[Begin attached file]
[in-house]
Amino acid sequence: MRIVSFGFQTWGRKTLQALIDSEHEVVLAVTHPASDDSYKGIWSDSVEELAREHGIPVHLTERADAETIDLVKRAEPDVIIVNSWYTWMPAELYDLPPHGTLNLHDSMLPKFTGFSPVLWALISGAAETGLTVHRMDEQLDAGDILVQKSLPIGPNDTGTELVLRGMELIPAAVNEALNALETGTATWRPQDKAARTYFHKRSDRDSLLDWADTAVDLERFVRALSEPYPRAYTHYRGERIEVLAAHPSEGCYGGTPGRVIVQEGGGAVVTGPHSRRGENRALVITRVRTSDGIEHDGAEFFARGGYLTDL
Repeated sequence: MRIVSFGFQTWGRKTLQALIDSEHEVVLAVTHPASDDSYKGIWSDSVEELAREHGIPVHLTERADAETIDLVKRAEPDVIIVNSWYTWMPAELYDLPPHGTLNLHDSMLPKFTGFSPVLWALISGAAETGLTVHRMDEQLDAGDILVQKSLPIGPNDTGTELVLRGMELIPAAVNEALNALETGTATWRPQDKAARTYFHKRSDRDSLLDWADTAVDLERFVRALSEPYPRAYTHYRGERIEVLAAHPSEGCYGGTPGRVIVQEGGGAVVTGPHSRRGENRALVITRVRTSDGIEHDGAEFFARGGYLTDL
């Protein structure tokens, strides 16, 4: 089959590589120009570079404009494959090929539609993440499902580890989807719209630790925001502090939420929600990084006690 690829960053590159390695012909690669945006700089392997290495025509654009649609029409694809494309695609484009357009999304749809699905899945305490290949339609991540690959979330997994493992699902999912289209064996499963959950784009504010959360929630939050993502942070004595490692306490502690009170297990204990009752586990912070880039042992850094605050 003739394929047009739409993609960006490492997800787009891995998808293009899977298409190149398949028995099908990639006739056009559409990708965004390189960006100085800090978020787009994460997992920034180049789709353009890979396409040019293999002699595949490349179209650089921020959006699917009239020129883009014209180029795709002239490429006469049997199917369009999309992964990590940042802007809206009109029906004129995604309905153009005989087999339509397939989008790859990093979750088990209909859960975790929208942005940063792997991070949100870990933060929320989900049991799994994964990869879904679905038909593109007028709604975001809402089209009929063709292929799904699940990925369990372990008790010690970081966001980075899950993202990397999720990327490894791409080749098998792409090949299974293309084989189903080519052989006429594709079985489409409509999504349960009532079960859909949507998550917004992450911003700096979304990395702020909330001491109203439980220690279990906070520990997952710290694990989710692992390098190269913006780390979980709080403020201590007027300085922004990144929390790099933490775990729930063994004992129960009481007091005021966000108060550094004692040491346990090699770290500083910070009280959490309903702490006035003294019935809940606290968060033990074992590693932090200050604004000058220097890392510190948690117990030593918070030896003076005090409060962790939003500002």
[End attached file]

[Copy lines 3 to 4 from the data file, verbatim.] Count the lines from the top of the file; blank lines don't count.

Repeated sequence: MRIVSFGFQTWGRKTLQALIDSEHEVVLAVTHPASDDSYKGIWSDSVEELAREHGIPVHLTERADAETIDLVKRAEPDVIIVNSWYTWMPAELYDLPPHGTLNLHDSMLPKFTGFSPVLWALISGAAETGLTVHRMDEQLDAGDILVQKSLPIGPNDTGTELVLRGMELIPAAVNEALNALETGTATWRPQDKAARTYFHKRSDRDSLLDWADTAVDLERFVRALSEPYPRAYTHYRGERIEVLAAHPSEGCYGGTPGRVIVQEGGGAVVTGPHSRRGENRALVITRVRTSDGIEHDGAEFFARGGYLTDL
């Protein structure tokens, strides 16, 4: 089959590589120009570079404009494959090929539609993440499902580890989807719209630790925001502090939420929600990084006690 690829960053590159390695012909690669945006700089392997290495025509654009649609029409694809494309695609484009357009999304749809699905899945305490290949339609991540690959979330997994493992699902999912289209064996499963959950784009504010959360929630939050993502942070004595490692306490502690009170297990204990009752586990912070880039042992850094605050 003739394929047009739409993609960006490492997800787009891995998808293009899977298409190149398949028995099908990639006739056009559409990708965004390189960006100085800090978020787009994460997992920034180049789709353009890979396409040019293999002699595949490349179209650089921020959006699917009239020129883009014209180029795709002239490429006469049997199917369009999309992964990590940042802007809206009109029906004129995604309905153009005989087999339509397939989008790859990093979750088990209909859960975790929208942005940063792997991070949100870990933060929320989900049991799994994964990869879904679905038909593109007028709604975001809402089209009929063709292929799904699940990925369990372990008790010690970081966001980075899950993202990397999720990327490894791409080749098998792409090949299974293309084989189903080519052989006429594709079985489409409509999504349960009532079960859909949507998550917004992450911003700096979304990395702020909330001491109203439980220690279990906070520990997952710290694990989710692992390098190269913006780390979980709080403020201590007027300085922004990144929390790099933490775990729930063994004992129960009481007091005021966000108060550094004692040491346990090699770290500083910070009280959490309903702490006035003294019935809940606290968060033990074992590693932090200050604004000058220097890392510190948690117990030593918070030896003076005090409060962790939003500002």